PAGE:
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Touches of Greece, Italy give potatoes global flair

    Craig T. Kojima / Additions, such as scallions, garlic, grated carrot, onion, shredded vegetables, chili peppers and Parmesan cheese, dress up potato pancakes.

The humble potato made crispy makes a meal in many tasty ways:

Kartoffelpuffer (Crispy Potato Pancakes)

From Bette’s Oceanview Diner in Berkeley, Calif. (

2 eggs

1/4 cup all-purpose flour

1/4 cup grated onion

1 teaspoon salt

1/2 teaspoon pepper

4 medium russet potatoes

1/4 cup vegetable oil

Beat together eggs and flour. Add onion, salt and pepper.

Peel and grate the potatoes, then place them in bowl of water as you finish each batch.

Drain and squeeze them, one handful at a time, to extract as much water as possible. Add to the egg mixture and blend well.

Heat half the oil in a heavy skillet over medium high until rippling. Spoon in the batter, flattening and making 3- to 4-inch pancakes. Fry until bottom edges brown, about 3 to 5 minutes. Flip carefully and cook 3 more minutes. Drain on paper towels.

Repeat with more batches until batter is gone, and add more oil as needed.

Serve immediately with applesauce, sour cream or yogurt. Makes about 12 4-inch pancakes.

Approximate nutritional information, per pancake: 150 calories, 6 g fat, 0.5 g saturated fat, 35 mg cholesterol, 250 mg sodium, 22 g carbohydrate, 2 g fiber, 2 g sugar, 3 g protein

The original recipe for this Greek potato dish calls for roasting in a 425-degree oven for 45 minutes, which produces excellent, soft-but-crispy home fries. This stove-top version is a reasonable approximation, though you might have to tweak the times to get the potatoes properly cooked.

Greek Potatoes with Lemon Vinaigrette

Adapted from Bobby Flay on Food Network

3/4 cup olive oil

3 tablespoons lemon juice

1 small shallot, chopped

1 clove garlic, minced

1 tablespoon chopped oregano or 1-1/2 teaspoons dried

1 tablespoon chopped Italian parsley

Salt and pepper, to taste

2 pounds russet potatoes, cleaned and divided into 8 wedges

1/2 cup chicken stock

Whisk together oil, lemon juice, shallots, garlic, oregano and parsley, and season with salt and pepper.

Toss the potatoes wedges with 2/3 of this vinaigrette in a roasting pan that will fit across two stove-top burners. Pour chicken stock over top.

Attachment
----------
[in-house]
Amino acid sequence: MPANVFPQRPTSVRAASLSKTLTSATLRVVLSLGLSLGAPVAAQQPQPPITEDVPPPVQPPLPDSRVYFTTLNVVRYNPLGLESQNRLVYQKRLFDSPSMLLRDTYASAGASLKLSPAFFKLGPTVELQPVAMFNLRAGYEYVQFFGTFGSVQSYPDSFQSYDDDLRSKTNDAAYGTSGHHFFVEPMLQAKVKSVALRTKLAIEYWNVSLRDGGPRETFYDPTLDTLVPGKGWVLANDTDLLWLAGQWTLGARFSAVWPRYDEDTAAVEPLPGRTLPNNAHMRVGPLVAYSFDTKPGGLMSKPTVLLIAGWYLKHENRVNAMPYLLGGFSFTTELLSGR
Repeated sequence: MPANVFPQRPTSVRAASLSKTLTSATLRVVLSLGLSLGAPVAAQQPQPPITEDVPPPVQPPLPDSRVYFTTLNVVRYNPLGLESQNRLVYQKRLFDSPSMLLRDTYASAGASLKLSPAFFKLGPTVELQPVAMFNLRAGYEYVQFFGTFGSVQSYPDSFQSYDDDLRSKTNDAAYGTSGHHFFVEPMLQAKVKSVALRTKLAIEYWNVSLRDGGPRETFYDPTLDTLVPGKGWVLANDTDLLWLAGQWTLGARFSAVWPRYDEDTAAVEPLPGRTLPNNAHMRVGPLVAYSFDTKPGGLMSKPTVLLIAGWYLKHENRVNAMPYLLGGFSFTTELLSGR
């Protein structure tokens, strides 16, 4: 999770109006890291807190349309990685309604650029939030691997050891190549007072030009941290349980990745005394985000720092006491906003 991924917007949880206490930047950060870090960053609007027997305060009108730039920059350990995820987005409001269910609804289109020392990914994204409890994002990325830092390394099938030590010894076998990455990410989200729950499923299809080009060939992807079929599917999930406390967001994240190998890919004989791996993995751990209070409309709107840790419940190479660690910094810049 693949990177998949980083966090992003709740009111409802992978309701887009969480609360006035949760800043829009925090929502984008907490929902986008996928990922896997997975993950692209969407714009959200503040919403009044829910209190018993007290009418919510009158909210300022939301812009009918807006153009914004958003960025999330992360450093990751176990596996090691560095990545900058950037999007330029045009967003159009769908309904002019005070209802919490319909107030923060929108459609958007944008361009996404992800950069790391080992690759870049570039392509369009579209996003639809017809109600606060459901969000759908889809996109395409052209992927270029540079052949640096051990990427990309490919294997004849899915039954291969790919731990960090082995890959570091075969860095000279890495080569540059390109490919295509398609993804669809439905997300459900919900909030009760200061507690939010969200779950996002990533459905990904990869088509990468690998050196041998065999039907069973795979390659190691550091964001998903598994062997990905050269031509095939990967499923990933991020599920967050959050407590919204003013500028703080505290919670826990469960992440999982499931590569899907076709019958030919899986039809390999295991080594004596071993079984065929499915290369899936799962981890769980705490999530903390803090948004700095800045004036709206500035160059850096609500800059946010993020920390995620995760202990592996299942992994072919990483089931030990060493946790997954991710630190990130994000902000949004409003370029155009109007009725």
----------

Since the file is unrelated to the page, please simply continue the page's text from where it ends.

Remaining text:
Turn on burners, bring to boil and then seal pan with aluminum foil. Turn down to simmer for 30 minutes, turning potatoes halfway through.

Cut slits or poke holes in the foil to let steam escape; simmer another 20 minutes until most of liquid has boiled off. Add rest of vinaigrette as needed while cooking if potatoes are not soft. Serves 4.

Approximate nutritional information, per serving (not including salt to taste): 600 calories, 41 g fat, 6 g saturated fat, 0 mg cholesterol, 150 mg sodium, 53 g carbohydrate, 5 g fiber, 3 g sugar, 7 g protein

These potatoes seasoned with oregano and Parmesan cheese seem to turn out better with the final oven time, though you can do them entirely on the stove.

Fried Potatoes with Oregano and Parmesan

3 tablespoons olive oil

4 medium Yukon Gold potatoes, peeled and halved, then cut crosswise into 1/4-inch slices

1 shallot, thinly sliced lengthwise

3/4 teaspoon dried oregano, crumbled

Salt and pepper, to taste

3 tablespoons finely grated Parmesan cheese

Heat oil in large, nonstick skillet over medium-high heat until nearly smoking, then add all ingredients and mix well to coat.

Reduce heat to medium and cook covered, stirring every 5 minutes, until potatoes are nearly soft, 15 to 20 minutes. Lower heat if necessary to prevent burning.

Remove lid, raise temperature slightly and cook, flipping potatoes every few minutes, until browned and crusty, about 15 minutes. Or, put the pan in the oven at 450 degrees and roast.

Add salt and pepper to taste, then mix in cheese. Serves 2 to 4.

Approximate nutritional information (based on 4 servings and not including salt to taste): 350 calories, 11 g fat, 2 g saturated fat, 5 mg cholesterol, 75 mg sodium, 58 g carbohydrate, 5 g fiber, 3 g sugar, 7 g protein


Nutritional analysis by Joannie Dobbs, Ph.D., C.N.S., a nutritionist in the Department of Human Nutrition, Food and Animal Sciences, College of Tropical Agriculture and Human Resources, University of Hawaii at Manoa.

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